lego binary has permission to bind to ports 80 and 443.
You can get a pre-built binary from the releases page.
If your environment does not allow you to bind to these ports, please read Port Usage.
lego --email="email@example.com" --domains="example.com" --http run
(Find your certificate in the
.lego folder of current working directory.)
lego --email="firstname.lastname@example.org" --domains="example.com" --http renew
lego --email="email@example.com" --domains="example.com" --http renew --days 45
The hook is executed only when the certificates are effectively renewed.
lego --email="firstname.lastname@example.org" --domains="example.com" --http renew --renew-hook="./myscript.sh"
AWS_REGION=us-east-1 \ AWS_ACCESS_KEY_ID=my_id \ AWS_SECRET_ACCESS_KEY=my_key \ lego --email="email@example.com" --domains="example.com" --dns="route53" run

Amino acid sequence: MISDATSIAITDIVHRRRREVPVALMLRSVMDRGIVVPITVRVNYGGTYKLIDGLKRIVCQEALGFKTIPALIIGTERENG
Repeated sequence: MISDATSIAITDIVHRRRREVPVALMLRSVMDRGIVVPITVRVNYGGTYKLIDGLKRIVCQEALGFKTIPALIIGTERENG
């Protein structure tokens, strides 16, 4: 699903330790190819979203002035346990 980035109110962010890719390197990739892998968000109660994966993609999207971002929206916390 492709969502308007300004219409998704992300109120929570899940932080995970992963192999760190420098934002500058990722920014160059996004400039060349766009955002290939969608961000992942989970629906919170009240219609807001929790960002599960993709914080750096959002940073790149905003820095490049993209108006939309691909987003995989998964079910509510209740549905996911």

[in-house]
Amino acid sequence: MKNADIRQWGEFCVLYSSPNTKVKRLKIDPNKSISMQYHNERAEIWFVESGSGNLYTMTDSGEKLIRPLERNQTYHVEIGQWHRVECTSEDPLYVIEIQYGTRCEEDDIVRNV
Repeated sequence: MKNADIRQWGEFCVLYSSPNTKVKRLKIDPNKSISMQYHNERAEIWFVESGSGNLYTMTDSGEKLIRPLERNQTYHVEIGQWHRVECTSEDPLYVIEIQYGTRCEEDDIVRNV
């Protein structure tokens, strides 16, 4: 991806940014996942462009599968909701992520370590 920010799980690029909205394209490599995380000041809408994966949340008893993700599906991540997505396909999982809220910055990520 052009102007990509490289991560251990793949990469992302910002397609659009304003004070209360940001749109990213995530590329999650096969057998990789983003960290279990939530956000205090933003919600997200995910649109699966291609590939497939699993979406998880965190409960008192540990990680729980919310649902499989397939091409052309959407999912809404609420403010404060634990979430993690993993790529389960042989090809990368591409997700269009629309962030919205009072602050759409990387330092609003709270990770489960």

lego --email="firstname.lastname@example.org" --http --csr=/path/to/csr.pem run
(lego will infer the domains to be validated based on the contents of the CSR, so make sure the CSR’s Common Name and optional SubjectAltNames are set correctly.)
If you have an existing server running on port 80 the
--http option needs to also use the
This just writes the token to the given directory in the folder
.well-known/acme-challenge and does not start a server.
The given directory should be publicly served as
/ on the domain(s) for the validation to complete.
If the given directory is not publicly served you will have to support rewriting the request to the directory;
You could also implement a rewrite to rewrite
.well-known/acme-challenge to the given directory
You should be able to run an existing webserver on port 80 and have lego write the token file with the HTTP-01 challenge key authorization to
<webroot dir>/.well-known/acme-challenge/ by running something like:
lego --accept-tos -m email@example.com --http --http.webroot /path/to/webroot -d example.com run